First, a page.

Discussion in 'Middle East - General' started by roomy, May 1, 2006.
There's no way in hell I do the terrorist's dirty work for them.
Scratch that. Here's what I do. I tell them I'll kill my son. When they hand me the weapon, I kill the terrorist scumbag who handed it to me. That way, all of al-Jazeera's viewers will know that Americans go down fighting.
I would tell them that I will do it. Once I get the sword in my hand, I will kill/cause injury to as many of them as possible until they kill me.
They will probably end up killing all of us anyway so I have nothing to lose.
What they said, sorry we didn't play the moral dilemma game. :2guns:
:funnyface I look like Charles, don't I? Just kidding, roomy, but
Ya gotta admit the icon hands are as big as his ears.:rotflmao:
Knowing their MO, you die fighting rather than letting them take you hostage to begin with. Think I'd take killed in a botched kidnapping attempt over beheaded with a butterknife and used as propaganda.
Just by fighting back you screw up their game.
1. If I don't kill my son then my son will be killed and two other hostages will be killed. So my refusal results in a net result of three killings immediately and more to come, perhaps.
2. If I do kill my son then it's likely (in your scenario of course, not in real life) that the demand will be met and myself and the other hostages will be freed.
The response depends on how you want to apply the particular sort of reasoning you've been asked about (sounds like a Ethics 101 question). A utilitarian would say I have to kill my son. Someone, say from a Kantian perspective, would say I shouldn't. So the question has to be answered from several perspectives.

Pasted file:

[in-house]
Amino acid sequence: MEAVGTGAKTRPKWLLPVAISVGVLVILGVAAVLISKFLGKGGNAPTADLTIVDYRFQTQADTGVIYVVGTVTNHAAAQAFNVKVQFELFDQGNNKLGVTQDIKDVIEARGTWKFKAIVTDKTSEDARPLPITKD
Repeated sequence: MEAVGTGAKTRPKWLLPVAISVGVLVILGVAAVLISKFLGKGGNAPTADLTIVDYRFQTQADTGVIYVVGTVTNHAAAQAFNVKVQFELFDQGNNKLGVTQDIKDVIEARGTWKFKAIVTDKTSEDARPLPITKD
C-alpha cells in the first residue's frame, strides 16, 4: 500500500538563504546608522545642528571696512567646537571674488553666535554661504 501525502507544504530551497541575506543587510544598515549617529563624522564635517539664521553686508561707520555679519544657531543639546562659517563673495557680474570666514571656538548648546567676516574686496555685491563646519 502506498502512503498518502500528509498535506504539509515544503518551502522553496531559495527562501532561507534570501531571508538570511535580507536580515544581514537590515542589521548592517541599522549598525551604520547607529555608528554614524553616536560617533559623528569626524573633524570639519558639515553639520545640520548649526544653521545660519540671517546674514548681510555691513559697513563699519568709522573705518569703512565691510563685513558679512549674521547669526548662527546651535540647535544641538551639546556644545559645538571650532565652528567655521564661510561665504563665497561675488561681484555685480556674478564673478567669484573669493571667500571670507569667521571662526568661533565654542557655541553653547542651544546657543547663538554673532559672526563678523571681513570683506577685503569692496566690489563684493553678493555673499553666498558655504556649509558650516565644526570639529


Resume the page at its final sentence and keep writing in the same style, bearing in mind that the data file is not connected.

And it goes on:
In real life it wouldn't matter. Policy is that all hostages are assumed to be dead, they just don't know it yet, - no negotiations, no giving into demands.
The problem is that the very basis of the scenario is flawed. I mean, sure, it might make an interesting discussion on utilitarianism vs. Kantism vs. whatever, but then it belongs in the religion/ethics forum. Here in the real world, Muslims never release hostages and the U.S. government does not negotiate with terrorists. That being the case, I'd fight to the death before becoming the next star of Al-Jazeera. If I somehow got stuck in this situation, I'd hack at the nearest things that moves, fighting until my last breath, but I'm not going to be some jawa's bargaining chip.
And if you want to go for strict utilitarianism consider that the scenario is not in a vacuum. If the U.S. gives in just once, many more kidnappings will follow than would if the U.S. didn't give in. In order to save many more lives, the correct utilitarian answer is to kill all the hostages and yourself in order to remove all incentive for the U.S. to give in.
Oh I forgot - I would have done that of course (soon as I finished cleaning my underpants)
Hypothetical situations have little to do with reality. It is very easy to sit and discuss philosophy and ethics when you are not nor ever have been in that exact situation. One can make a lot of speculations, but until you are actually in the situation where it is "kill or be killed", the truth is, you have no idea how you will act. A few can make a pretty accurate guess on how they would react based on past similar circumstances but even then there is no assurance that yesterday's hero will not be tomorrow's coward.
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